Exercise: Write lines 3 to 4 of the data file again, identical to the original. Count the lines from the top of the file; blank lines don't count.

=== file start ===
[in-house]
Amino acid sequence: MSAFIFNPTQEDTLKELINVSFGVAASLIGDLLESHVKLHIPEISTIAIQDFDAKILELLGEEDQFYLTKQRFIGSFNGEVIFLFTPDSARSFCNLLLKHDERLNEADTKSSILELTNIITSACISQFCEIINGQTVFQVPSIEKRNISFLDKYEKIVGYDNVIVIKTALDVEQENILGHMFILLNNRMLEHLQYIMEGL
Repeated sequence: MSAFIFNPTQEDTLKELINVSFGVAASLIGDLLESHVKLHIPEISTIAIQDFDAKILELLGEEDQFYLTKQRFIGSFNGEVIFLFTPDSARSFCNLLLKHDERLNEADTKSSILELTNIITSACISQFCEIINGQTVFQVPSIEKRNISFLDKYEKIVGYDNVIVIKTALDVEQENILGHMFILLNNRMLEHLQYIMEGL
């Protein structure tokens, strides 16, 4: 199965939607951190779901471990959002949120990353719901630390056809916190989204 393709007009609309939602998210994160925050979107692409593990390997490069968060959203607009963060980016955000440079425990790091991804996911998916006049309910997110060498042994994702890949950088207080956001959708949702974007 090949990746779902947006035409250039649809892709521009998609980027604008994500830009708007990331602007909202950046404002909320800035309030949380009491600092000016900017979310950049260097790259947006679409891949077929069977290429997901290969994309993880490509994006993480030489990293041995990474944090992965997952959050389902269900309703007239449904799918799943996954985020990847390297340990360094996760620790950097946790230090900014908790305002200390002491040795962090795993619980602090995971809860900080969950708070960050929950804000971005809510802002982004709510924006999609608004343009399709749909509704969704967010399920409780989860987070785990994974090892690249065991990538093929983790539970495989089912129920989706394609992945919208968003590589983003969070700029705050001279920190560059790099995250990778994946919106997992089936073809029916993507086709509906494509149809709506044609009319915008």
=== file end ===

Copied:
Repeated sequence: MSAFIFNPTQEDTLKELINVSFGVAASLIGDLLESHVKLHIPEISTIAIQDFDAKILELLGEEDQFYLTKQRFIGSFNGEVIFLFTPDSARSFCNLLLKHDERLNEADTKSSILELTNIITSACISQFCEIINGQTVFQVPSIEKRNISFLDKYEKIVGYDNVIVIKTALDVEQENILGHMFILLNNRMLEHLQYIMEGL
């Protein structure tokens, strides 16, 4: 199965939607951190779901471990959002949120990353719901630390056809916190989204 393709007009609309939602998210994160925050979107692409593990390997490069968060959203607009963060980016955000440079425990790091991804996911998916006049309910997110060498042994994702890949950088207080956001959708949702974007 090949990746779902947006035409250039649809892709521009998609980027604008994500830009708007990331602007909202950046404002909320800035309030949380009491600092000016900017979310950049260097790259947006679409891949077929069977290429997901290969994309993880490509994006993480030489990293041995990474944090992965997952959050389902269900309703007239449904799918799943996954985020990847390297340990360094996760620790950097946790230090900014908790305002200390002491040795962090795993619980602090995971809860900080969950708070960050929950804000971005809510802002982004709510924006999609608004343009399709749909509704969704967010399920409780989860987070785990994974090892690249065991990538093929983790539970495989089912129920989706394609992945919208968003590589983003969070700029705050001279920190560059790099995250990778994946919106997992089936073809029916993507086709509906494509149809709506044609009319915008």